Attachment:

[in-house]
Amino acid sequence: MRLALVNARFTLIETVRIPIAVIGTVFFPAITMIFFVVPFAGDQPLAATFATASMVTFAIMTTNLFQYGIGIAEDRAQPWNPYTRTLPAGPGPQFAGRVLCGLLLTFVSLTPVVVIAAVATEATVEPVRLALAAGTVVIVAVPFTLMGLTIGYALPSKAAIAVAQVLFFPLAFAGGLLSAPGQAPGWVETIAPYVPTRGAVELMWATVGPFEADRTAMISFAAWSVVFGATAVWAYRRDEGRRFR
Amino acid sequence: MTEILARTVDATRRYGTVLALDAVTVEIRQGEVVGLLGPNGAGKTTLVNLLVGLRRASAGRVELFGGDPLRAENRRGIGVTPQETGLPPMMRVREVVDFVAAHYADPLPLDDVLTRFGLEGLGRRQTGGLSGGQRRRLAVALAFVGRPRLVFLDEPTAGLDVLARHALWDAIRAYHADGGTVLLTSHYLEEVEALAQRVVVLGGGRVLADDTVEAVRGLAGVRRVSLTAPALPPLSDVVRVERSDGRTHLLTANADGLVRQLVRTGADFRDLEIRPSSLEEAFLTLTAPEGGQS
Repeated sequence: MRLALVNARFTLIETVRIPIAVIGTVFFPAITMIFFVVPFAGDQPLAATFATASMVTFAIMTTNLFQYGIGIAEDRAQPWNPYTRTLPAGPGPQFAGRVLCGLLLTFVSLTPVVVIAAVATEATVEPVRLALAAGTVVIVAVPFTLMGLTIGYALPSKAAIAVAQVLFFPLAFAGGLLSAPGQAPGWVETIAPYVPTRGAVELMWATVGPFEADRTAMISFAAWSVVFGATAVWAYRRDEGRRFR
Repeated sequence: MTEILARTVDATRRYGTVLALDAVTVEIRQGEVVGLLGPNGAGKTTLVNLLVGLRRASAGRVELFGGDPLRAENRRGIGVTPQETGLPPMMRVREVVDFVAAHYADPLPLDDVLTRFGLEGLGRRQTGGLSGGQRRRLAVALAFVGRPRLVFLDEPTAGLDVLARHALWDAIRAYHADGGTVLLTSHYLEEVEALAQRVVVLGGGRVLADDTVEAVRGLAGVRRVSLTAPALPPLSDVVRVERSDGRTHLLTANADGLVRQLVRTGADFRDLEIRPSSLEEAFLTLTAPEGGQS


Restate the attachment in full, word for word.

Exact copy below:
[in-house]
Amino acid sequence: MRLALVNARFTLIETVRIPIAVIGTVFFPAITMIFFVVPFAGDQPLAATFATASMVTFAIMTTNLFQYGIGIAEDRAQPWNPYTRTLPAGPGPQFAGRVLCGLLLTFVSLTPVVVIAAVATEATVEPVRLALAAGTVVIVAVPFTLMGLTIGYALPSKAAIAVAQVLFFPLAFAGGLLSAPGQAPGWVETIAPYVPTRGAVELMWATVGPFEADRTAMISFAAWSVVFGATAVWAYRRDEGRRFR
Amino acid sequence: MTEILARTVDATRRYGTVLALDAVTVEIRQGEVVGLLGPNGAGKTTLVNLLVGLRRASAGRVELFGGDPLRAENRRGIGVTPQETGLPPMMRVREVVDFVAAHYADPLPLDDVLTRFGLEGLGRRQTGGLSGGQRRRLAVALAFVGRPRLVFLDEPTAGLDVLARHALWDAIRAYHADGGTVLLTSHYLEEVEALAQRVVVLGGGRVLADDTVEAVRGLAGVRRVSLTAPALPPLSDVVRVERSDGRTHLLTANADGLVRQLVRTGADFRDLEIRPSSLEEAFLTLTAPEGGQS
Repeated sequence: MRLALVNARFTLIETVRIPIAVIGTVFFPAITMIFFVVPFAGDQPLAATFATASMVTFAIMTTNLFQYGIGIAEDRAQPWNPYTRTLPAGPGPQFAGRVLCGLLLTFVSLTPVVVIAAVATEATVEPVRLALAAGTVVIVAVPFTLMGLTIGYALPSKAAIAVAQVLFFPLAFAGGLLSAPGQAPGWVETIAPYVPTRGAVELMWATVGPFEADRTAMISFAAWSVVFGATAVWAYRRDEGRRFR
Repeated sequence: MTEILARTVDATRRYGTVLALDAVTVEIRQGEVVGLLGPNGAGKTTLVNLLVGLRRASAGRVELFGGDPLRAENRRGIGVTPQETGLPPMMRVREVVDFVAAHYADPLPLDDVLTRFGLEGLGRRQTGGLSGGQRRRLAVALAFVGRPRLVFLDEPTAGLDVLARHALWDAIRAYHADGGTVLLTSHYLEEVEALAQRVVVLGGGRVLADDTVEAVRGLAGVRRVSLTAPALPPLSDVVRVERSDGRTHLLTANADGLVRQLVRTGADFRDLEIRPSSLEEAFLTLTAPEGGQS